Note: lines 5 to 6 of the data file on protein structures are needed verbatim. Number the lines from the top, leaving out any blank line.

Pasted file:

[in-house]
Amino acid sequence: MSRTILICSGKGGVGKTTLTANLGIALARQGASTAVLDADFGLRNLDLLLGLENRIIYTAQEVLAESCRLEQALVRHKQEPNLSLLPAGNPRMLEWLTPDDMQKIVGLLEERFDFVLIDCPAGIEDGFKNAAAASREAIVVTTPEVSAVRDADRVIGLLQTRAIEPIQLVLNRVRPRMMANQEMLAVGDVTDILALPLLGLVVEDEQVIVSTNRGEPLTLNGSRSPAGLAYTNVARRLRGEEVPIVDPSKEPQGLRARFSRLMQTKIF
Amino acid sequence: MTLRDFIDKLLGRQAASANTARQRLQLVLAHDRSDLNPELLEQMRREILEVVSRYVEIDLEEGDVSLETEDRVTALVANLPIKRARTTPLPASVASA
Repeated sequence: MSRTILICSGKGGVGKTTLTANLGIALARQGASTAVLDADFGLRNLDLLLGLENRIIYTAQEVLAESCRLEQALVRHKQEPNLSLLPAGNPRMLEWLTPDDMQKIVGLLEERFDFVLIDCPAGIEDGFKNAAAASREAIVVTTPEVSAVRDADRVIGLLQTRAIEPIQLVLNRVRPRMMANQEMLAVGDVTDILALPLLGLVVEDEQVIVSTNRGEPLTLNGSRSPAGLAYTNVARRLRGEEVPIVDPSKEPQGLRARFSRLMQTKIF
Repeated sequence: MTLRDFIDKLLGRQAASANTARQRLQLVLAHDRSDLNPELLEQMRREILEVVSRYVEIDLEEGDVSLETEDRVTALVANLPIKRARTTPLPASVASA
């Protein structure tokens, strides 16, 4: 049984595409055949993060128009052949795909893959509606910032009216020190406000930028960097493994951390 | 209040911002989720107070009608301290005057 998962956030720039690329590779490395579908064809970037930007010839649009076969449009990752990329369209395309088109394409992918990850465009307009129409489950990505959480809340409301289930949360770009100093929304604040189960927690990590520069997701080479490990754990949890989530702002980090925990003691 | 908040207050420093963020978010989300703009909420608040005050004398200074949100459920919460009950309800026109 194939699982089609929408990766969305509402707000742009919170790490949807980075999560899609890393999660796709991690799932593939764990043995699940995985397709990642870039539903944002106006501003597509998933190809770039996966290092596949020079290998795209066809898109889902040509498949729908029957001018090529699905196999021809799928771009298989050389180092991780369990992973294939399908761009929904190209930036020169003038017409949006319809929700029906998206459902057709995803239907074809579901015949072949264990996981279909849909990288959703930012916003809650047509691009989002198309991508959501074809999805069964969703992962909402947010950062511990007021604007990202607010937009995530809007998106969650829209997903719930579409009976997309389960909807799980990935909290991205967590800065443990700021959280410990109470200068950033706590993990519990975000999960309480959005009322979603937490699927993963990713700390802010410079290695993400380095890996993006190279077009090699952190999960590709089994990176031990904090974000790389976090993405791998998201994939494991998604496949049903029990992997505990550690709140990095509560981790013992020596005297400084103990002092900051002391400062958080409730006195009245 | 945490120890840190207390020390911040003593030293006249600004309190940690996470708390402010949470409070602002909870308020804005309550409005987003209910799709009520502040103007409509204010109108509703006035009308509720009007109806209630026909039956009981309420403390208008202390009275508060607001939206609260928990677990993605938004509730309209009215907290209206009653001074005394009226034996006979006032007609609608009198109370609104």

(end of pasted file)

Repeated sequence: MTLRDFIDKLLGRQAASANTARQRLQLVLAHDRSDLNPELLEQMRREILEVVSRYVEIDLEEGDVSLETEDRVTALVANLPIKRARTTPLPASVASA
């Protein structure tokens, strides 16, 4: 049984595409055949993060128009052949795909893959509606910032009216020190406000930028960097493994951390 | 209040911002989720107070009608301290005057 998962956030720039690329590779490395579908064809970037930007010839649009076969449009990752990329369209395309088109394409992918990850465009307009129409489950990505959480809340409301289930949360770009100093929304604040189960927690990590520069997701080479490990754990949890989530702002980090925990003691 | 908040207050420093963020978010989300703009909420608040005050004398200074949100459920919460009950309800026109 194939699982089609929408990766969305509402707000742009919170790490949807980075999560899609890393999660796709991690799932593939764990043995699940995985397709990642870039539903944002106006501003597509998933190809770039996966290092596949020079290998795209066809898109889902040509498949729908029957001018090529699905196999021809799928771009298989050389180092991780369990992973294939399908761009929904190209930036020169003038017409949006319809929700029906998206459902057709995803239907074809579901015949072949264990996981279909849909990288959703930012916003809650047509691009989002198309991508959501074809999805069964969703992962909402947010950062511990007021604007990202607010937009995530809007998106969650829209997903719930579409009976997309389960909807799980990935909290991205967590800065443990700021959280410990109470200068950033706590993990519990975000999960309480959005009322979603937490699927993963990713700390802010410079290695993400380095890996993006190279077009090699952190999960590709089994990176031990904090974000790389976090993405791998998201994939494991998604496949049903029990992997505990550690709140990095509560981790013992020596005297400084103990002092900051002391400062958080409730006195009245 | 945490120890840190207390020390911040003593030293006249600004309190940690996470708390402010949470409070602002909870308020804005309550409005987003209910799709009520502040103007409509204010109108509703006035009308509720009007109806209630026909039956009981309420403390208008202390009275508060607001939206609260928990677990993605938004509730309209009215907290209206009653001074005394009226034996006979006032007609609608009198109370609104």